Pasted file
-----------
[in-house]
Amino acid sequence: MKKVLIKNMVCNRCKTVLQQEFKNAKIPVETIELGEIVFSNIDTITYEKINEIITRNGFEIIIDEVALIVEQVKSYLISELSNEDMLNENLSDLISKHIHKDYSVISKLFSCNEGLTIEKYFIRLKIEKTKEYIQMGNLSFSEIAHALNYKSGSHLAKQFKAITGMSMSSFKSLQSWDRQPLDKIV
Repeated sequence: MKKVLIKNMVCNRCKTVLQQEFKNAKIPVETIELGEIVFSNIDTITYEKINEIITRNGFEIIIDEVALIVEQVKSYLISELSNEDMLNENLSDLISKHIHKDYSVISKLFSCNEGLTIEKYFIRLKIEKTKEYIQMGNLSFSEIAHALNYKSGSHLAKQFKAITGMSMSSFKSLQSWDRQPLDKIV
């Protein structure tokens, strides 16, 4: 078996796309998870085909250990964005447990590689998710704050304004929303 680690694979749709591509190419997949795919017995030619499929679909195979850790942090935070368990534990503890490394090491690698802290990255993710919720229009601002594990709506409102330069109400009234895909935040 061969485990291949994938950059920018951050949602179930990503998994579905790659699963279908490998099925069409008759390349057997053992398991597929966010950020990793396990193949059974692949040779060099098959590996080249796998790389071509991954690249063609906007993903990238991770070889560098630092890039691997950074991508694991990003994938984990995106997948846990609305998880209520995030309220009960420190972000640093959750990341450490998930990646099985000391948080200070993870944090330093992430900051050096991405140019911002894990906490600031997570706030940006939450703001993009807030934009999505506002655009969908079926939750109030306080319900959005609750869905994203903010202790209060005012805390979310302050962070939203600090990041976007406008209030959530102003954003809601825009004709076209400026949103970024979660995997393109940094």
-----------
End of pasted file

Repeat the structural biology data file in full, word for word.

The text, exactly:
[in-house]
Amino acid sequence: MKKVLIKNMVCNRCKTVLQQEFKNAKIPVETIELGEIVFSNIDTITYEKINEIITRNGFEIIIDEVALIVEQVKSYLISELSNEDMLNENLSDLISKHIHKDYSVISKLFSCNEGLTIEKYFIRLKIEKTKEYIQMGNLSFSEIAHALNYKSGSHLAKQFKAITGMSMSSFKSLQSWDRQPLDKIV
Repeated sequence: MKKVLIKNMVCNRCKTVLQQEFKNAKIPVETIELGEIVFSNIDTITYEKINEIITRNGFEIIIDEVALIVEQVKSYLISELSNEDMLNENLSDLISKHIHKDYSVISKLFSCNEGLTIEKYFIRLKIEKTKEYIQMGNLSFSEIAHALNYKSGSHLAKQFKAITGMSMSSFKSLQSWDRQPLDKIV
């Protein structure tokens, strides 16, 4: 078996796309998870085909250990964005447990590689998710704050304004929303 680690694979749709591509190419997949795919017995030619499929679909195979850790942090935070368990534990503890490394090491690698802290990255993710919720229009601002594990709506409102330069109400009234895909935040 061969485990291949994938950059920018951050949602179930990503998994579905790659699963279908490998099925069409008759390349057997053992398991597929966010950020990793396990193949059974692949040779060099098959590996080249796998790389071509991954690249063609906007993903990238991770070889560098630092890039691997950074991508694991990003994938984990995106997948846990609305998880209520995030309220009960420190972000640093959750990341450490998930990646099985000391948080200070993870944090330093992430900051050096991405140019911002894990906490600031997570706030940006939450703001993009807030934009999505506002655009969908079926939750109030306080319900959005609750869905994203903010202790209060005012805390979310302050962070939203600090990041976007406008209030959530102003954003809601825009004709076209400026949103970024979660995997393109940094």